Saturday, February 6, 2010

Investigations: Your Cellphone May be Frying Your Skull

Is your cellphone or PDA frying your brain? The notion is often dismissed by scientists, especially in North America, but an interesting GQ magazine investigation says a growing body of research suggests the devices could be as bad as tobacco or lead paint - and that we could be in for major public-health problems as a result. Studies are linking their use to "brain aging," brain damage, early-onset Alzheimer's, senility, DNA damage and sperm die-offs (because cells are often kept in pockets or at the hip).
Studies have found the chance of getting a brain tumour is up to 40 percent higher among adults who've used a cell for a decade. The devices can cause tumours of the parotid gland (located in the cheek). A Swedish study last year found people who started using a cell before age 20 were five times more likely to develop a brain tumour. Another study reported a nearly 300 percent increased risk of acoustic neuroma, a tumour of the acoustic nerve.

But GQ reports U.S. authorities have so far acted to shield cellphone makers, refusing to support independent research or protect the public. Meanwhile, cellphone companies have funded skewed studies denying there is a problem.

AlterNet, picking up on this report, has this story that adds more depth to the discussion, including links to this New York Times piece on rifts among scientists doing a massive, long-awaited $24-million study on cellphone health impacts, funded partially by the telecom industry. Scientists involved in the study are reportedly so at odds with each other over the findings some are not even on speaking terms. The results have ambled about for three years without being published. But the study is already being criticized as flawed because of a faulty methodology that excludes the most vulnerable populations.

TAGS: health

Tuesday, February 2, 2010

Investigations: Karzai Brother at Centre of Afghan Land Grabs

More controversy is swirling around Afghan President Hamid Karzai's controversial brother Ahmed Wali. You'll remember that Ahmed Wali is considered the most powerful figure in Kandahar and that U.S. officials have linked him to the drug trade, as I wrote in this Montreal Gazette feature last August. (Both Karzai brothers deny the accusation.)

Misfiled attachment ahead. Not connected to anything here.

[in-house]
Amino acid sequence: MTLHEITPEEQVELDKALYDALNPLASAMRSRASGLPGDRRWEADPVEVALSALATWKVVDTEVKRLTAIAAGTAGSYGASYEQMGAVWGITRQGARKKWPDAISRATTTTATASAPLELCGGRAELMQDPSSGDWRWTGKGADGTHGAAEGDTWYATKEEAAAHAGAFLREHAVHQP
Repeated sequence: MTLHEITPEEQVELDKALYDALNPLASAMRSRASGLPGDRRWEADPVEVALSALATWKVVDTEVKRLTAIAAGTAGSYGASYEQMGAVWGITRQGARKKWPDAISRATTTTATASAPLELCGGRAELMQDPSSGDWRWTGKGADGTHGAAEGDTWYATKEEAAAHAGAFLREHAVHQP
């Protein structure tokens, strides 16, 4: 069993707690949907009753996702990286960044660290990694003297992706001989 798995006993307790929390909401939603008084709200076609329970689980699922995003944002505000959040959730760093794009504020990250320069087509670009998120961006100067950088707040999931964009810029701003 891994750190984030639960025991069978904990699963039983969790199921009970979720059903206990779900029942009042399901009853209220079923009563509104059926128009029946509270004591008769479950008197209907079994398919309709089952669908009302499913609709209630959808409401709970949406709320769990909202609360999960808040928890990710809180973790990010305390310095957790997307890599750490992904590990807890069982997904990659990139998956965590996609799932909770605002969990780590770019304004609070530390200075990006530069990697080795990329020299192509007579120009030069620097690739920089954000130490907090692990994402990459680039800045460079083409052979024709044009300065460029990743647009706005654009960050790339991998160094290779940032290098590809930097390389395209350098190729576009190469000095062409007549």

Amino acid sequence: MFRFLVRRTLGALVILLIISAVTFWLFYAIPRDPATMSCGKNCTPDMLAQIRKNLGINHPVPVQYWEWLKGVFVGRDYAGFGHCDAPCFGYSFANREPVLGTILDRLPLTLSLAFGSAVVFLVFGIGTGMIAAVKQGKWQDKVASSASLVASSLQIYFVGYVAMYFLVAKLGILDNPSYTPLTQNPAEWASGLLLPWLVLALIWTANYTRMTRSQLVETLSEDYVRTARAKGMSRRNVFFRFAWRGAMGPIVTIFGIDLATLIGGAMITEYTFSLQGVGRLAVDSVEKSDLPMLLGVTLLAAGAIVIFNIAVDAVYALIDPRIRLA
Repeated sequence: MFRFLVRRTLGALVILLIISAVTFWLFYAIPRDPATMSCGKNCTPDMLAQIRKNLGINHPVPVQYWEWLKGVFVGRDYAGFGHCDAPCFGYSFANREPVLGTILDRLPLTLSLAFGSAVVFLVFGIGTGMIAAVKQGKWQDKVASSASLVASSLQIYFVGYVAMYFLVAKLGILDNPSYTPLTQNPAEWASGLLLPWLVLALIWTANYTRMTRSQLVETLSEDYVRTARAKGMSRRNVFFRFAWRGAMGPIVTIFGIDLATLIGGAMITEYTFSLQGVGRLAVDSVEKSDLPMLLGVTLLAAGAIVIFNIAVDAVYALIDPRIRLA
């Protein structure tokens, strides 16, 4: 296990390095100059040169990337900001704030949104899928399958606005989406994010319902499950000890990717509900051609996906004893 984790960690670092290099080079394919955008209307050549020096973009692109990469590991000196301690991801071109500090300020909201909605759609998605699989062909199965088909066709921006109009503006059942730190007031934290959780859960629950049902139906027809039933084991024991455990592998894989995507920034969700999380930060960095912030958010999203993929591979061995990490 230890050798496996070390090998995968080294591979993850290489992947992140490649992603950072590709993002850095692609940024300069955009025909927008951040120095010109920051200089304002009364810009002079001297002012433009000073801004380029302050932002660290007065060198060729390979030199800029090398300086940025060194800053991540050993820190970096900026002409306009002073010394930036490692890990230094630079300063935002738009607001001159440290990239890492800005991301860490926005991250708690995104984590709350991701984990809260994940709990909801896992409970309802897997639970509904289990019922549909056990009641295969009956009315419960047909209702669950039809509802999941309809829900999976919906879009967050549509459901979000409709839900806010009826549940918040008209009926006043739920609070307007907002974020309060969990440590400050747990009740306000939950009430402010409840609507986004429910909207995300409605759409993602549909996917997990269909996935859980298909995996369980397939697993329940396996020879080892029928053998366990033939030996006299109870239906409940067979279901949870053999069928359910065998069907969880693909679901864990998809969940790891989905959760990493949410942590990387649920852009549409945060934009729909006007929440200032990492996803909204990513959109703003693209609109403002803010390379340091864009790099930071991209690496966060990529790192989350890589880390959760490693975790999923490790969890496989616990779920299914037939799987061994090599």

Now, NPR reports that Ahmed Wali is at the centre of land grabs that are said to be fueling widespread public resentment in the country. (Ahmed Wali didn't respond to NPR's request for comment.)

The problem is growing fast across Afghanistan, where powerful warlords are evicting Afghan residents and seizing their land with little or no compensation. Even public land is being seized. Half-hearted efforts in Kabul to rein in the warlords haven't worked.

As I reported in August, the rampant corruption is said to be pushing citizens to hook up with the Taliban insurgency, while Canadian and other Western officials seem to be turning a blind eye.

Investigations: Fatty Acids Cut Mental Illness Among At-Risk Youth

Fatty acids significantly reduced the risk of mental illness among young people with extremely high chances of developing psychosis, according to a new study in the journal Archives of General Psychiatry. What's more, the omega-3 fatty acids didn't have any side effects - unlike pharmaceutical drugs for the same conditions - and the effects lasted even after the study.
In the first study of its kind, young people aged 13 to 25 who were deemed to have up to 40 percent chance of developing psychosis were given a daily fish oil capsule. Only 4.9 percent went on to develop psychosis. In a placebo group, 27.5 percent developed psychosis. See this blog item for more details. Results were similar when at-risk youth were given polyunsaturated fatty acids.

TAGS: health

Tools: Free Books & Mags

Here's a great resource if you're looking for a book or magazine: This searchable resource has massive numbers of free electronic material. I've just added it to my blogroll in the right-hand column.
Btw, your suggestions for sites to add to my links list are very welcome.

TAGS: tools

Sunday, January 31, 2010

Investigations: Chemical-Doused Shrimp Escapes Regulators

Shrimp always seemed like a healthy food choice to me. Not so, according to this AlterNet report citing a book by Montreal's Taras Grescoe, Bottomfeeder: How to Eat Ethically in a World of Vanishing Seafood. The award-winning book (including a nod for best non-fiction book from the Writers' Trust of Canada) says shrimp - America's most popular seafood - are treated with a remarkable soup of chemicals like diesel, Borax, superphosphate, urea and sodium tripolyphosphate (the last being a suspected neurotoxin).
Few imported shrimp are inspected by food regulators. And "when researchers examined ready-to-eat shrimp, they found 162 separate species of bacteria with resistance to 10 different antibiotics," says the AlterNet story. Visit the Bottomfeeder Web site for more details.

TAGS: health, food